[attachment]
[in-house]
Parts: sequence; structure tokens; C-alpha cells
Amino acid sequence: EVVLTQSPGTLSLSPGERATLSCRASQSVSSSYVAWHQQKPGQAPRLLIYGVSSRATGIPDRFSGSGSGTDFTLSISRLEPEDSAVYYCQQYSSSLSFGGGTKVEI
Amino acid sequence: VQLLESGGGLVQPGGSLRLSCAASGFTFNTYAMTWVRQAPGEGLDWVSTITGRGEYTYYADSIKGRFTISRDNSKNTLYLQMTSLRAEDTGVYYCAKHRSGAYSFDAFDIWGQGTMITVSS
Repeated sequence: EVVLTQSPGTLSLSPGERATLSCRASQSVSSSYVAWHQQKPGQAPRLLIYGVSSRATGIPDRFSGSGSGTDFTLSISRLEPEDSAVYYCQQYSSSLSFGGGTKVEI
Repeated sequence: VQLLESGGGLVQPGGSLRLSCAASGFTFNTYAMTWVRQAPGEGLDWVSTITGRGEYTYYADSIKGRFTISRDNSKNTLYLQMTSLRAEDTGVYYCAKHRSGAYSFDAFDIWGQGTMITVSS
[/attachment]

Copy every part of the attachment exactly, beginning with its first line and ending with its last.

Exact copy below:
[in-house]
Parts: sequence; structure tokens; C-alpha cells
Amino acid sequence: EVVLTQSPGTLSLSPGERATLSCRASQSVSSSYVAWHQQKPGQAPRLLIYGVSSRATGIPDRFSGSGSGTDFTLSISRLEPEDSAVYYCQQYSSSLSFGGGTKVEI
Amino acid sequence: VQLLESGGGLVQPGGSLRLSCAASGFTFNTYAMTWVRQAPGEGLDWVSTITGRGEYTYYADSIKGRFTISRDNSKNTLYLQMTSLRAEDTGVYYCAKHRSGAYSFDAFDIWGQGTMITVSS
Repeated sequence: EVVLTQSPGTLSLSPGERATLSCRASQSVSSSYVAWHQQKPGQAPRLLIYGVSSRATGIPDRFSGSGSGTDFTLSISRLEPEDSAVYYCQQYSSSLSFGGGTKVEI
Repeated sequence: VQLLESGGGLVQPGGSLRLSCAASGFTFNTYAMTWVRQAPGEGLDWVSTITGRGEYTYYADSIKGRFTISRDNSKNTLYLQMTSLRAEDTGVYYCAKHRSGAYSFDAFDIWGQGTMITVSS